Environmental alarmists, in particular, need a fresh appreciation of the wonder of our common human consciousness and its valued contribution of empathy to life, because this is the answer to their concerns regarding nature. With developing and maturing consciousness we have become increasingly aware of right and wrong, and aware of our impacts on life, both good and bad. We have introduced meaning and value into life, things that never existed before.  Nature does not care for life or any of its animal species of plants. It has mindlessly and violently eliminated 95-99% of all species over history. But our compassionate consciousness now counters that blind carelessness with efforts to protect all species, proving that we are not a corrupt, ignorant and destructive species, but a profoundly caring species. And we can fulfil our empathic impulses with our unlimited creative ability. Without human consciousness and its essential compassion there would be no meaning or value extended to all life as there is today. This is a unique contribution of humanity to the world and something all life has longed and waited for (see, for instance, the last 40 pages of Greg Easterbrook’s A Moment On The Earth).

And remember that in the long span of life, consciousness has just arrived on the scene and it is just beginning its growth and development. It has yet infinite potential to be explored and expressed.

What are some of humanity’s other creative abilities? For one, consciousness enables humanity to perceive life rationally and to thus overcome the distortion of the mythical perspective. It helps to locate human understanding in the actual historical process with its long term trends and not in some fantasy ahistorical world. It then enables people to reason from relevant fact to rational conclusions.

Further, we are learning to build the social context and institutions that support a humane existence and unleash human creative potential. We have also learned to accumulate experience and knowledge and pass it on to future generations for their benefit. This process of growing understanding and practical capability appears to take on exponential aspects as it moves forward in history.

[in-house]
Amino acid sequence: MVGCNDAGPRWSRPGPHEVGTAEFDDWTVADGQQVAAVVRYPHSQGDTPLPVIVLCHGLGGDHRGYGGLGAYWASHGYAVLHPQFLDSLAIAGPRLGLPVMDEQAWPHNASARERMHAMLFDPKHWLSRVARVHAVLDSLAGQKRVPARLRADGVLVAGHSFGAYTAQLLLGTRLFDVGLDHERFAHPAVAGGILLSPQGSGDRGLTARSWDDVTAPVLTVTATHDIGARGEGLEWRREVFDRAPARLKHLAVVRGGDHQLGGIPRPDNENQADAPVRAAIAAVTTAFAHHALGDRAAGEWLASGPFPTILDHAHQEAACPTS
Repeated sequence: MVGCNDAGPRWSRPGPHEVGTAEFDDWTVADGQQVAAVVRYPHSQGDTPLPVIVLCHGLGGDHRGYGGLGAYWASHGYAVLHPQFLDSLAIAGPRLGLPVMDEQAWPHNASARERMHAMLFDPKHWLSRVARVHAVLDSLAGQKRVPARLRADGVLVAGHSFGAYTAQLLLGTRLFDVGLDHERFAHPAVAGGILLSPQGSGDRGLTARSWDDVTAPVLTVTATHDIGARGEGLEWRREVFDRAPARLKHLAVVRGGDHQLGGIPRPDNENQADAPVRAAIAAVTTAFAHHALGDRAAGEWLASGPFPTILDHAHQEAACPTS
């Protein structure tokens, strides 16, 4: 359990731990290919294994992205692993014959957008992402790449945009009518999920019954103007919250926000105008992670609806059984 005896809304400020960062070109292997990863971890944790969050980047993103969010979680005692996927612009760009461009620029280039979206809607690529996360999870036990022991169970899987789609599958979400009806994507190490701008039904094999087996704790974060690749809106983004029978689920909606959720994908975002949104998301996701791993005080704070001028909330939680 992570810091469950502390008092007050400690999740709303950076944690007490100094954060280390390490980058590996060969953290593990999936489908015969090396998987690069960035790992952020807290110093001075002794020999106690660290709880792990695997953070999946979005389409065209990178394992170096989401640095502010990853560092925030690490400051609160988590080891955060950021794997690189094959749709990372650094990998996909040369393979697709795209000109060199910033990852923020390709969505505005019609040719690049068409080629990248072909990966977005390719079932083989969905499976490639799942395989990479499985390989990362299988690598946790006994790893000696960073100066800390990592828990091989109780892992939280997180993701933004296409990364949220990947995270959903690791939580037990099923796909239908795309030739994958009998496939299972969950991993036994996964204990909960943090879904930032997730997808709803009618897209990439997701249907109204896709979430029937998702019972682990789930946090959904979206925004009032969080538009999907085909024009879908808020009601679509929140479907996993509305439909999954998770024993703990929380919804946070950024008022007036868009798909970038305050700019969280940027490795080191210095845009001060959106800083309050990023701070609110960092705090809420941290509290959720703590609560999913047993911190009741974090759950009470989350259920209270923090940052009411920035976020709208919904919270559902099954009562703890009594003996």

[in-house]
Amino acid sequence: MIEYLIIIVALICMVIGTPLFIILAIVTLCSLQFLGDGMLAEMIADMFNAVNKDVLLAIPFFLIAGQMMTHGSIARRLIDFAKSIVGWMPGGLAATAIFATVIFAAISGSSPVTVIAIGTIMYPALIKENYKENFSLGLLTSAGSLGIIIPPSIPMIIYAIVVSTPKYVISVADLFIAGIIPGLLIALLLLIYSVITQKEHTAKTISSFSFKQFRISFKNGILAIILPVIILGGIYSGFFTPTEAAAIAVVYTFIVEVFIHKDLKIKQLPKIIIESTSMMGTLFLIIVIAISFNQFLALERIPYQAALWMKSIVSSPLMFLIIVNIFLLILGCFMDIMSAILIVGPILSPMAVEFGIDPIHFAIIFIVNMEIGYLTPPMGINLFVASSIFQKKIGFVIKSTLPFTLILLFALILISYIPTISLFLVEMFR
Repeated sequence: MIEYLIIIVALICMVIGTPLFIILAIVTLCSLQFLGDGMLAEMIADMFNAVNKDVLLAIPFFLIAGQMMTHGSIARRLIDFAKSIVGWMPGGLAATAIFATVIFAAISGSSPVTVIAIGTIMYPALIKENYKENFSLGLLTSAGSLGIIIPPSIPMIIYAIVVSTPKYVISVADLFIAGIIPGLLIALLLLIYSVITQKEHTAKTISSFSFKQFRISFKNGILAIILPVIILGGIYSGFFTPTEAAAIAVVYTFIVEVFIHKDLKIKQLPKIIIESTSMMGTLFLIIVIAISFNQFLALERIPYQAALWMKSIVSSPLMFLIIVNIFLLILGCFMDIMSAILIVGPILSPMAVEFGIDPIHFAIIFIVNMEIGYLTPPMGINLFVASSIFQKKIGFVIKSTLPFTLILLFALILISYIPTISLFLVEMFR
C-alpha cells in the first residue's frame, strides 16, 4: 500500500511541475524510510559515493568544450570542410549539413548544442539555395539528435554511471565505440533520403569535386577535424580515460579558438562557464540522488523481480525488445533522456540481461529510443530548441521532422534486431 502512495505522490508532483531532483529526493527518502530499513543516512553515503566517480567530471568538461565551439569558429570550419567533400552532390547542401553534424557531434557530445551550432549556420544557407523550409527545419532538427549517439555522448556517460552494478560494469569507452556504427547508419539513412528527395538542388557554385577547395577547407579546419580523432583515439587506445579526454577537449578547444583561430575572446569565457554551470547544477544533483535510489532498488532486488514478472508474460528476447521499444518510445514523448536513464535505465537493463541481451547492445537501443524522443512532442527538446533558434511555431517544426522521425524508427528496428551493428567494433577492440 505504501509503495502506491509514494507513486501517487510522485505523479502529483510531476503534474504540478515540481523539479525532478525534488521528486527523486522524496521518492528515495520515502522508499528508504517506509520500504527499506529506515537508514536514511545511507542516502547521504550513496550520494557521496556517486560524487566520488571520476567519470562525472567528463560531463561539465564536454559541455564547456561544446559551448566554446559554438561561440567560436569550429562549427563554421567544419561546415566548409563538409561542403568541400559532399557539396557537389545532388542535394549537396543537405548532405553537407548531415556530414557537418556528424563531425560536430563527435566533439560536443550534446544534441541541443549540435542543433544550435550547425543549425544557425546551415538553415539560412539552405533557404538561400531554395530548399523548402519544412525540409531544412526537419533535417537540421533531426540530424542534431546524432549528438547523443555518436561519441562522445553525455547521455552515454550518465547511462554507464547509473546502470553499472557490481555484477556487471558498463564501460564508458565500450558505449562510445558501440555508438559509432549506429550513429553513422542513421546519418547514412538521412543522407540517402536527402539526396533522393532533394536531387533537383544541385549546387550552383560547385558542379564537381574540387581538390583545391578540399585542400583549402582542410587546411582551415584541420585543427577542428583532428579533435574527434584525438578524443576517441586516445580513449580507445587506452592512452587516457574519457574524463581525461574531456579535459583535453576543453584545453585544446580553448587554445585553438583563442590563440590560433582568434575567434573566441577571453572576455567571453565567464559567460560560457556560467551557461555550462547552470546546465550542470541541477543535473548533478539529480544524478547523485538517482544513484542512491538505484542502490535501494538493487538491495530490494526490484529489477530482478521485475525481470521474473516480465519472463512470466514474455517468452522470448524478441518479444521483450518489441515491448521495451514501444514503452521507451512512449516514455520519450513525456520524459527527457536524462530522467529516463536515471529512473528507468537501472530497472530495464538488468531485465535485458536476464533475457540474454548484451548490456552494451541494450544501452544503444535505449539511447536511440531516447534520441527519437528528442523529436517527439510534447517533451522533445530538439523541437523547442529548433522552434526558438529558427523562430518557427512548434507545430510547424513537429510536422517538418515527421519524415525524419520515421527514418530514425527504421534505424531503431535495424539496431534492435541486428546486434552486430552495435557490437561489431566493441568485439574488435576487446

These historically developing creative skills give humanity the open-ended ability to endlessly improve life. Human creative ability is then a genuinely limitless ability, infinite in its potential and realization in history. It springs from desire and imagination and it produces knowledge, all impulses and outcomes which have infinite potential. This points convincingly toward an open and unlimited future. Where human creativity is given freedom to operate there are no strictly closed systems dominated solely by the Second Law and entropy.

Countering Apocalyptic Distortions: A New Story

We now have a better grasp of the basic themes of a more accurate story of life that will shape the propensities in the human psyche in completely new ways- propensities to hope, courage, and to embrace life and the future. And nothing is more important in this story than a radical new valuation of humanity. This is not about a restoration of the Western/Christian anthropocentrism with its view of man at the center of creation. That view carries with it the baggage of charges of domination and exploitation of nature (humanity against nature) and it was embedded in the apocalyptic template of myth. The new story of life is about a new valuation of humanity, with consciousness and its essential compassion and unbounded creative abilities that can endlessly improve life. This story is about recapturing some sense of the wonder of being human, of the growing magnificence of humanity, and to see that a proper valuation of humanity counters the apocalyptic distortion of fall and degeneration.